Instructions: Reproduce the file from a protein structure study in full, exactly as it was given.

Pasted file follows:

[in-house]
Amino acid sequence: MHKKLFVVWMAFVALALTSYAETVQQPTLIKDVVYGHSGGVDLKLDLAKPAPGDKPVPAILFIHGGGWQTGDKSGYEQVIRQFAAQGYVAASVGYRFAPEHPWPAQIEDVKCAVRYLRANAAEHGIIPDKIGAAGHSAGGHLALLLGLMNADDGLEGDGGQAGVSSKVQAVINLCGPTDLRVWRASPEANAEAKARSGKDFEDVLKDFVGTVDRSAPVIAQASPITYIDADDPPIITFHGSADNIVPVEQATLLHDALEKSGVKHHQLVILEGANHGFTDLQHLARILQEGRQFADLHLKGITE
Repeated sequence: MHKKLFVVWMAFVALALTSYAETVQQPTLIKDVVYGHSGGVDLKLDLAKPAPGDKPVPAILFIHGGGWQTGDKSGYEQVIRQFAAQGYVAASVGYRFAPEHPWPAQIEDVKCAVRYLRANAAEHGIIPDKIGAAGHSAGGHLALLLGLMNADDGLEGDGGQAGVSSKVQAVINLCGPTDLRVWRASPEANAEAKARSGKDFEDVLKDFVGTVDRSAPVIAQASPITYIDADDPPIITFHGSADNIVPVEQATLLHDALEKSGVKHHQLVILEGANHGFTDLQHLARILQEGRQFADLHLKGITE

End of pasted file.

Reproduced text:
[in-house]
Amino acid sequence: MHKKLFVVWMAFVALALTSYAETVQQPTLIKDVVYGHSGGVDLKLDLAKPAPGDKPVPAILFIHGGGWQTGDKSGYEQVIRQFAAQGYVAASVGYRFAPEHPWPAQIEDVKCAVRYLRANAAEHGIIPDKIGAAGHSAGGHLALLLGLMNADDGLEGDGGQAGVSSKVQAVINLCGPTDLRVWRASPEANAEAKARSGKDFEDVLKDFVGTVDRSAPVIAQASPITYIDADDPPIITFHGSADNIVPVEQATLLHDALEKSGVKHHQLVILEGANHGFTDLQHLARILQEGRQFADLHLKGITE
Repeated sequence: MHKKLFVVWMAFVALALTSYAETVQQPTLIKDVVYGHSGGVDLKLDLAKPAPGDKPVPAILFIHGGGWQTGDKSGYEQVIRQFAAQGYVAASVGYRFAPEHPWPAQIEDVKCAVRYLRANAAEHGIIPDKIGAAGHSAGGHLALLLGLMNADDGLEGDGGQAGVSSKVQAVINLCGPTDLRVWRASPEANAEAKARSGKDFEDVLKDFVGTVDRSAPVIAQASPITYIDADDPPIITFHGSADNIVPVEQATLLHDALEKSGVKHHQLVILEGANHGFTDLQHLARILQEGRQFADLHLKGITE